This book captures the finer details of the girls personalities and intelligence. Olga was known for her religious piety, beauty and for being the most like her mother in personality, while Tatiana was known the most for her beauty out of all her sisters but was also a leader and took charge when her older sister was unwell. Both girls were highly desirable for marriage but their parents insisted they married for love. They both died unmarried.  As the two of them were closer in age, they became a very close pair. Maria, was more broader built than her sisters but had a notoriously good nature and was very close to Anastasia. Anastasia, was known for her voracity, energy and charm. She was a bit of troublemaker but she had an amazing sense of humour and often made her family laugh.

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All four of the girls can be described as amazingly down to earth. They loved to get dirty and play as children. Their parents did not lavish them with expensive accessories, toys or furniture. The girls were polite, kind and well-rounded. I was surprised to learn that when the war broke out, all of the girls volunteered and trained as nurses to heal wounded Russian soldiers and spent the majority of their time in the hospital. Especially Olga and Tatiana. The did not want to be treated like royalty during these times and enjoyed connecting and talking with the soldiers. Even dreamed of falling in love with them.  Another interesting fact about the girls, is that at one point, the girls all came down with measles, in which the medication they were given at the time caused their hair to thin and fall out. They all shaved their heads. The girls were so good-natured that it didn’t appear to overly bother them and quickly gave up wearing scarves to cover their bald heads.They were amazing role models and broke the mold of what it was be a Russian Princess. All of the girls were extremely well liked.

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Having five children took its toll on Alexandra, especially the pressure when she didn’t produce a male heir, Alexei, until her fifth and final birth. Alexandra was not your typical Tsaritsa as she wanted to be personally involved in the upbringing of her children. She breastfeed them and raised them, which was unheard of for a royal family member. Unfortunately, Alexei had inherited a medical condition from Alexandra’s family, hemophilia. This condition inhibits the body from clotting blood and so any minor bump, bruise or scratch and cause debilitating and life threatening internal bleeding. So Alexandra’s worry was never-ending. She was overprotective of her only son and it took a big toll on her own health, in which she would have to rely on her eldest daughter, Olga to look after him when she was unable to. This is also how the family because close with the notorious Rasputin.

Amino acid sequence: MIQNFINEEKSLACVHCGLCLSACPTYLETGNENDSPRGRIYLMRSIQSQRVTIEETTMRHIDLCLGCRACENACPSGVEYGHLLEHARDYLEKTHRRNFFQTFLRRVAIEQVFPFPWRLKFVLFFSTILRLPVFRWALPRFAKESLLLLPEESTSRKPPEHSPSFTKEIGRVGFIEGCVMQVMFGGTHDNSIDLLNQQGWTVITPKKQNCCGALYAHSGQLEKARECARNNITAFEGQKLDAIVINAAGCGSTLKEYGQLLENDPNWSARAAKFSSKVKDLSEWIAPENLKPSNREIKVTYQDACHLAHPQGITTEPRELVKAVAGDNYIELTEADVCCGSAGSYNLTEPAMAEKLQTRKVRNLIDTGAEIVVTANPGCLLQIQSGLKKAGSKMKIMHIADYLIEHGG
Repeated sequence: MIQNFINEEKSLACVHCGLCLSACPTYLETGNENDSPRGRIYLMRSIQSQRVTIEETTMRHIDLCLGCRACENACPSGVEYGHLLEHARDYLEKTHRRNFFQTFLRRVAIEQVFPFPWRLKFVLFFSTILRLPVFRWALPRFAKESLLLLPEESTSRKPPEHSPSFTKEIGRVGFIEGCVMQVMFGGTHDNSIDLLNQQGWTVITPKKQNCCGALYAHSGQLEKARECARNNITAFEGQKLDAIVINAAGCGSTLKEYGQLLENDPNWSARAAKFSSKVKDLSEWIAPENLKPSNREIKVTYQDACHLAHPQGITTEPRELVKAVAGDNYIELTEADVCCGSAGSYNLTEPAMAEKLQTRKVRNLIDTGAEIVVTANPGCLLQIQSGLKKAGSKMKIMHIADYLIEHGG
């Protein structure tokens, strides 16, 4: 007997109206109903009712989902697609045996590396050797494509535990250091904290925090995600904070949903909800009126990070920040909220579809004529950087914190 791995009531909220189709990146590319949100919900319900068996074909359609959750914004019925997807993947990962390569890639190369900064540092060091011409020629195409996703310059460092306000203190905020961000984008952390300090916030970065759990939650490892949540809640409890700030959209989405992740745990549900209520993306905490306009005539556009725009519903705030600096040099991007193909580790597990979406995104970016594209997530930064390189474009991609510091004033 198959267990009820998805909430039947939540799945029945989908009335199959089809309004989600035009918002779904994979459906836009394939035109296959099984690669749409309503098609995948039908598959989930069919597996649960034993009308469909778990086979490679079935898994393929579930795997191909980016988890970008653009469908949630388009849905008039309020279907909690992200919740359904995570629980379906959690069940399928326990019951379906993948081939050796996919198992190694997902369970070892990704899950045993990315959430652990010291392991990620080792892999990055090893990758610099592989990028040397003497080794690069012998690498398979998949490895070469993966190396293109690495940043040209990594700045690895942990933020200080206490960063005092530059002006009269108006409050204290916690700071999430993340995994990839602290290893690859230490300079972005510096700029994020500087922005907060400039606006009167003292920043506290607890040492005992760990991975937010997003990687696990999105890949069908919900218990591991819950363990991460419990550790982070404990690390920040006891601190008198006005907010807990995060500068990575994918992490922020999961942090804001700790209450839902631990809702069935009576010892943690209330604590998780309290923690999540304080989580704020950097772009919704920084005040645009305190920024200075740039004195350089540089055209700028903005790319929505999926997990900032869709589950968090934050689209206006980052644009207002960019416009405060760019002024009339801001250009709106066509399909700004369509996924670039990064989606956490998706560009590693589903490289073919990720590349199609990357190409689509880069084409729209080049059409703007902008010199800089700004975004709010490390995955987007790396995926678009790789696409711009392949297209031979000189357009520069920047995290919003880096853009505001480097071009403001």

Both Nicholas and Alexandra were very religious and passed their faith onto their children. Rasputin was a religious mystic with a mixed reputation. Alexandra became desperate when Alexei experienced a major stint of painful internal bleeding in which, the doctor’s could offer no assistance. The world at the time did not know of Alexei’s condition and she was desperate to save her son. Rasputin was called in, he prayed and declared that the boy would live, which he did. There were many instances like this which caused the Romanov family to rely heavily on Rasputin for Alexei’s care. There were absolutely convinced that Rasputin was the only man capable. Alexandra especially believed that her son’s health and fate were tied to Rasputin’s religious gifts and would trust no one else’s advice, even if it was rumoured that Rasputin was not a good man out in his normal life.  It was this relationship that started rumours about how much influence Rasputin had with the Romanov family. Strangely enough, Rasputin warned Nicholas of WWI, and begged him not to become involved as he believe that it would bring about their demise, which he was right about.

Nicholas’ abdication of his throne was done largely for his family and to protect his son. Unfortunately this decision also ended up being his families demise as they were placed under house arrest by the Provisional Government. The family kept hope and tried to live life as normally as they could.  The intentions were to protect the family from the rising revolutionaries but it quickly turned to wanting to put the Tsar on trial and then the whole family to death to ensure that revolution continued and that a support rally was not gathered.

This book opened up how tragic the death of this family truly was. The children’s young lives ended so early when they had done no wrong, and parent’s that were doing the best they could while also trying to manage and run a country. The book was highly engaging and very interesting read and I highly recommend it to lovers of history for those intrigued by the Romanov family.